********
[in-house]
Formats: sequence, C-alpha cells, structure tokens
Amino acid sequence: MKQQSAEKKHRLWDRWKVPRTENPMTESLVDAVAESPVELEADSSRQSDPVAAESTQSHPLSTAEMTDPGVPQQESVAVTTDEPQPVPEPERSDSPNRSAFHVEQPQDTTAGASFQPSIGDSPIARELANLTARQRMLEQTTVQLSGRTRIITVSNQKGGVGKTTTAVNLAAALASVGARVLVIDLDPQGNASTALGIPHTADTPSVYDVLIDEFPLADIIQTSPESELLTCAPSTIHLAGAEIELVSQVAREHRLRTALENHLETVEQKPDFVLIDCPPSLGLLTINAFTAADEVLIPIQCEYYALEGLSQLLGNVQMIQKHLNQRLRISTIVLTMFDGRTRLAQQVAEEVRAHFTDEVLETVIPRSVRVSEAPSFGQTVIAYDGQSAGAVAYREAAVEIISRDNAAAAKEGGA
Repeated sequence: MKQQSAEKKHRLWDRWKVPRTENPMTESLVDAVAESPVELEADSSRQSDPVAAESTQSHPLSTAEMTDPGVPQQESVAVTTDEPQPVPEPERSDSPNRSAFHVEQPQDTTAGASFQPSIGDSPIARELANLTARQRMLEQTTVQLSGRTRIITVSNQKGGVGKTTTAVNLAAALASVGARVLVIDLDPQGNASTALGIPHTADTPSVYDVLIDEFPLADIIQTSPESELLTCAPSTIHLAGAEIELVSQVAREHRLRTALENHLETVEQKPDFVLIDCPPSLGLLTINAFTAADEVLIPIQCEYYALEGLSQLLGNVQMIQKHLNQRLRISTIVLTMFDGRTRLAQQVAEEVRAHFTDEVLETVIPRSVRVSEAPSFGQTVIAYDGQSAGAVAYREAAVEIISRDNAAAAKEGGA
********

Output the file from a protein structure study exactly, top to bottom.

[in-house]
Formats: sequence, C-alpha cells, structure tokens
Amino acid sequence: MKQQSAEKKHRLWDRWKVPRTENPMTESLVDAVAESPVELEADSSRQSDPVAAESTQSHPLSTAEMTDPGVPQQESVAVTTDEPQPVPEPERSDSPNRSAFHVEQPQDTTAGASFQPSIGDSPIARELANLTARQRMLEQTTVQLSGRTRIITVSNQKGGVGKTTTAVNLAAALASVGARVLVIDLDPQGNASTALGIPHTADTPSVYDVLIDEFPLADIIQTSPESELLTCAPSTIHLAGAEIELVSQVAREHRLRTALENHLETVEQKPDFVLIDCPPSLGLLTINAFTAADEVLIPIQCEYYALEGLSQLLGNVQMIQKHLNQRLRISTIVLTMFDGRTRLAQQVAEEVRAHFTDEVLETVIPRSVRVSEAPSFGQTVIAYDGQSAGAVAYREAAVEIISRDNAAAAKEGGA
Repeated sequence: MKQQSAEKKHRLWDRWKVPRTENPMTESLVDAVAESPVELEADSSRQSDPVAAESTQSHPLSTAEMTDPGVPQQESVAVTTDEPQPVPEPERSDSPNRSAFHVEQPQDTTAGASFQPSIGDSPIARELANLTARQRMLEQTTVQLSGRTRIITVSNQKGGVGKTTTAVNLAAALASVGARVLVIDLDPQGNASTALGIPHTADTPSVYDVLIDEFPLADIIQTSPESELLTCAPSTIHLAGAEIELVSQVAREHRLRTALENHLETVEQKPDFVLIDCPPSLGLLTINAFTAADEVLIPIQCEYYALEGLSQLLGNVQMIQKHLNQRLRISTIVLTMFDGRTRLAQQVAEEVRAHFTDEVLETVIPRSVRVSEAPSFGQTVIAYDGQSAGAVAYREAAVEIISRDNAAAAKEGGA